Aug. 25, 2023
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GM1 gangliosidosis is a lysosomal storage disorder that causes neurodegeneration. It is caused by a deficiency of beta-galactosidase. Three different phenotypes are known, including an infantile variant (type 1), a juvenile form (type 2), and an adult or chronic form. Morquio B disease is also due to mutations in beta-galactosidase but does not result in neurodegeneration. In this article, the authors review the history, pathogenesis, and therapeutic approaches (both current and experimental) for these conditions.
• GM1 gangliosidosis is a lysosomal storage disorder caused by deficiency in beta-galactosidase.
• There are three main phenotypes: infantile, juvenile, and adult.
• The pathogenesis of GM1 gangliosidosis is multifactorial and includes mitochondrial dysfunction and neuroinflammation.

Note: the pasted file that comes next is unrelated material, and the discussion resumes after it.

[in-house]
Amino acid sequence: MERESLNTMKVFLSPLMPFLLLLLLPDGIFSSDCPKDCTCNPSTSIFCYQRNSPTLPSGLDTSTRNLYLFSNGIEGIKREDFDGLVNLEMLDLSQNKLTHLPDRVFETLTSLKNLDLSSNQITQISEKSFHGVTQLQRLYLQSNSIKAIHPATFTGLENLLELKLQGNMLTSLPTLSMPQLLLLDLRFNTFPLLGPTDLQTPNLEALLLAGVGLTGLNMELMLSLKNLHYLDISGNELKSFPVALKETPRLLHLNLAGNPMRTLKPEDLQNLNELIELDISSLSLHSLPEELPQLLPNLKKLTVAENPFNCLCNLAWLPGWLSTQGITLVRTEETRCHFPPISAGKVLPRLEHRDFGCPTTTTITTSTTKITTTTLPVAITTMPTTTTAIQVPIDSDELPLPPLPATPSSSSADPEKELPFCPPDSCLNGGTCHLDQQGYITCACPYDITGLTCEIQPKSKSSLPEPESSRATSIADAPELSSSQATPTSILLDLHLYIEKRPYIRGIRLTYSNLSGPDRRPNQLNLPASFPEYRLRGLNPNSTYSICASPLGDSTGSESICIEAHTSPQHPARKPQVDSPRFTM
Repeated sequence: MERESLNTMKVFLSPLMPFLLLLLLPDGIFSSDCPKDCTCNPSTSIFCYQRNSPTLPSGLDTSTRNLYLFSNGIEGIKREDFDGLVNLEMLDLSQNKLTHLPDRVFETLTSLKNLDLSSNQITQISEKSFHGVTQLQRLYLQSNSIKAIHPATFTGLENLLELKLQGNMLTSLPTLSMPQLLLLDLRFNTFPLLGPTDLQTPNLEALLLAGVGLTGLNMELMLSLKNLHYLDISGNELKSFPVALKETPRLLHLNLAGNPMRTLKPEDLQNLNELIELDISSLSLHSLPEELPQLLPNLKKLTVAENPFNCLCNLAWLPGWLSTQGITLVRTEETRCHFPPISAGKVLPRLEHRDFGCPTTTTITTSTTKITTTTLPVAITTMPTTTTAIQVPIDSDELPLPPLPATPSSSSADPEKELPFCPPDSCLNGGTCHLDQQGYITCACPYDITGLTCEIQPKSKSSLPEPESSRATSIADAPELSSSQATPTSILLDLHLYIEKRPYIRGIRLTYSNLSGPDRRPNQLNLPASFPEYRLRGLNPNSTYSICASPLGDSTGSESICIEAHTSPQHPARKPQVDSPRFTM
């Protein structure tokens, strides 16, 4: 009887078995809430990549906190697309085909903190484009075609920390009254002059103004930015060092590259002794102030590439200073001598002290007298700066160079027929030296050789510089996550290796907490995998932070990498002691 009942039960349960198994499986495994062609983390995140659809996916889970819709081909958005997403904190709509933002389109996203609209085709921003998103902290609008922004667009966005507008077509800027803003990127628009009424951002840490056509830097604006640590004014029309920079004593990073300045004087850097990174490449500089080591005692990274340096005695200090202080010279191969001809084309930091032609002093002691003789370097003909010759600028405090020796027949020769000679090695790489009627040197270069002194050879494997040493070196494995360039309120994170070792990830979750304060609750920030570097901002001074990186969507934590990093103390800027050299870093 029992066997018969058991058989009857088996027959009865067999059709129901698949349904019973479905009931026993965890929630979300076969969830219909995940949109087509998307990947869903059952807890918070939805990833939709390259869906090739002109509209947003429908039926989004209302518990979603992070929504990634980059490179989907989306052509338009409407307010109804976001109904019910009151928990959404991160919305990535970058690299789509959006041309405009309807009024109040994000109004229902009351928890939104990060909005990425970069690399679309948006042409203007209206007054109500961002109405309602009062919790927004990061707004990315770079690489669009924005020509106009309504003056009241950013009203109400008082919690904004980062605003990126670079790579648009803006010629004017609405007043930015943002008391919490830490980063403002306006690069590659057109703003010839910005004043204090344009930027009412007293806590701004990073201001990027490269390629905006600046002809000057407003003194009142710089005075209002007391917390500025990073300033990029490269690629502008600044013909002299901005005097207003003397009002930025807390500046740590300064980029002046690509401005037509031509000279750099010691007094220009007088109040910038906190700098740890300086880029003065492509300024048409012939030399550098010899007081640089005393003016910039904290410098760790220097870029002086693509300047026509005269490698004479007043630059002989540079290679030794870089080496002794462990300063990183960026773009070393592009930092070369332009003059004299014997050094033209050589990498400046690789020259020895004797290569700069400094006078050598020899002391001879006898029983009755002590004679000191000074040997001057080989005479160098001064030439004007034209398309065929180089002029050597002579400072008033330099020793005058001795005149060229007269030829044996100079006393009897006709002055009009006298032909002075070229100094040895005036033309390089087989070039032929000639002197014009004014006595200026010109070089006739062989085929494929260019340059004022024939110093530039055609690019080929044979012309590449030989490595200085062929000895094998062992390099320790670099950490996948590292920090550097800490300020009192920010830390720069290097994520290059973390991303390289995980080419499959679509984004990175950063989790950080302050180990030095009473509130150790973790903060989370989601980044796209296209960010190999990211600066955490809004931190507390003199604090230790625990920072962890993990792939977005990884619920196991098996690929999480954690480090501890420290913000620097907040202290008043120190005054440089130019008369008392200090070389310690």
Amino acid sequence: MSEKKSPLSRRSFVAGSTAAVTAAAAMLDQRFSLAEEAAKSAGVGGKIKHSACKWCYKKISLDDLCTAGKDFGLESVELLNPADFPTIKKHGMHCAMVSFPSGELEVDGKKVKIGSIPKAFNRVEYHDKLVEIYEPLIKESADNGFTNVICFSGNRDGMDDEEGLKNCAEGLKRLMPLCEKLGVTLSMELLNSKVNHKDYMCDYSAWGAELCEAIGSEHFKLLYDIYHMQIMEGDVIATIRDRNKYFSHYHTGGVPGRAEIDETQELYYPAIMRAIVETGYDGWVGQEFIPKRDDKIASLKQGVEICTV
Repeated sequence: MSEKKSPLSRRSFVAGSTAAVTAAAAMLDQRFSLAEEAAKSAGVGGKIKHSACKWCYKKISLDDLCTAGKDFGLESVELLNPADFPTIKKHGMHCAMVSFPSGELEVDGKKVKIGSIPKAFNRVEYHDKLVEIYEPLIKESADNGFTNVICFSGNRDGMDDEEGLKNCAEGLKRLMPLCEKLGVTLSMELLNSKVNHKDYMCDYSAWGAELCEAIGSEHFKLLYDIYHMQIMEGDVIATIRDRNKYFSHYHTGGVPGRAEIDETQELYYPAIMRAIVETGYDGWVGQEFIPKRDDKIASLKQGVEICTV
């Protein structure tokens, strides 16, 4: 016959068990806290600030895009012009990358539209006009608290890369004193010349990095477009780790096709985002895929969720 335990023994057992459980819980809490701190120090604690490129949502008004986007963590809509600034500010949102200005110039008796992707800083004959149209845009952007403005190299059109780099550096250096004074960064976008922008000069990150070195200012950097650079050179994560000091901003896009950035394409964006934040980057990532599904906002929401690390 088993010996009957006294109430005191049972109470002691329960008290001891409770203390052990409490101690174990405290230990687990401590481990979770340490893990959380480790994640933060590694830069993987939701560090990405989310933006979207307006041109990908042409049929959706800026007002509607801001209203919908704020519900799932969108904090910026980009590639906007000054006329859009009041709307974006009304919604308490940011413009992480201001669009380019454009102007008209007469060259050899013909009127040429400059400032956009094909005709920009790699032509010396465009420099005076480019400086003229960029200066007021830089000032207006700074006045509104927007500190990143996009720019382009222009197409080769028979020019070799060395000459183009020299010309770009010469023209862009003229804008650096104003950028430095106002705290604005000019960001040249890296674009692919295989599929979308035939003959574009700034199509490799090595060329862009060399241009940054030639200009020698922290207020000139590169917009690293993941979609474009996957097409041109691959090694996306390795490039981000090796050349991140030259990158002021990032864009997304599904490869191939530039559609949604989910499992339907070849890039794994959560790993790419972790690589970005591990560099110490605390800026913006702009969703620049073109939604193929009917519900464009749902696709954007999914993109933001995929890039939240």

• Enzyme activity, single gene testing, and whole exome sequencing can be used to make a diagnosis of GM1 gangliosidosis.
• Various therapeutic approaches are being considered in GM1 gangliosidosis.
Ganglioside storage diseases are a heterogeneous group of inherited disorders characterized by progressive neurologic deterioration and the intraneuronal accumulation of gangliosides and their complex metabolites.
Landing and colleagues first recognized GM1 gangliosidosis as a distinct entity in 1964 (17). The associated enzymatic deficiency of beta-galactosidase was later identified in the brain, liver, spleen, and kidney as well as in white blood cells shortly thereafter (25).
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